Arrest of Prominent Activist Nabeel Rajab Draws Ire
Nabeel Rajab, head of Bahrain Center for Human Rights (BCHR), was arrested the day before he was due in court facing two charges in connection with organizing and participating what the government says was an illegal protest in Manama. ”They told him they have an order from the public prosecutor to arrest him,” said Yousif Mahafda from BCHR, ”He asked why and they said they don’t know.” BCHR released its own statement, listing human rights defenders who had been arrested, and calling for their immediate release with all false charged dropped. Hacker group Anonymous once again hit Bahrain government websites, vowing that the sites of the Bahrain police and Ministry of Interior would be shut down until Rajab is released from custody.
Meanwhile, the government enacted parliamentary reforms, which state-run media labeled as “the consensus of the people.” State-run media also reported, “A state-of-the-art forensics lab and a new “crime academy” are among a raft of measures in the pipeline that could transform Bahrain’s police service.” According to John Yates, these facilities could be operational within the next two years.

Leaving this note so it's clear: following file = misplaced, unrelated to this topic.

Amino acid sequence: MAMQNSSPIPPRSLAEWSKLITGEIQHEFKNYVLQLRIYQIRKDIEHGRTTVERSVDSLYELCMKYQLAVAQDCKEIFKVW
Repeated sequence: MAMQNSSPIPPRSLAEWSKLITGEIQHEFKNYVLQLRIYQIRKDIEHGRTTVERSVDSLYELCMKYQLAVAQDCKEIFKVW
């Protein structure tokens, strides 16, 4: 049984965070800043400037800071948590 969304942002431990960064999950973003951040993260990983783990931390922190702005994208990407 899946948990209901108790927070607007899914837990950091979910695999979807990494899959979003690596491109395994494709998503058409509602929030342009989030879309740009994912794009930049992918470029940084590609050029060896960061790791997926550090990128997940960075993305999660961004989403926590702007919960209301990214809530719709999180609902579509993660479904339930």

Rami G. Khouri believes Bahrain is the most complex of the Arab Spring uprisings, and says labeling it as a sectarian issue is “easy,” but “miss the main point.” Khouri argues that “current government responses are likely to harden protester attitudes and stoke greater instability in future, if current trends persist,” and adds, “How this issue is resolved will have an enormous impact on developments in other [Gulf Cooperation Council] countries.”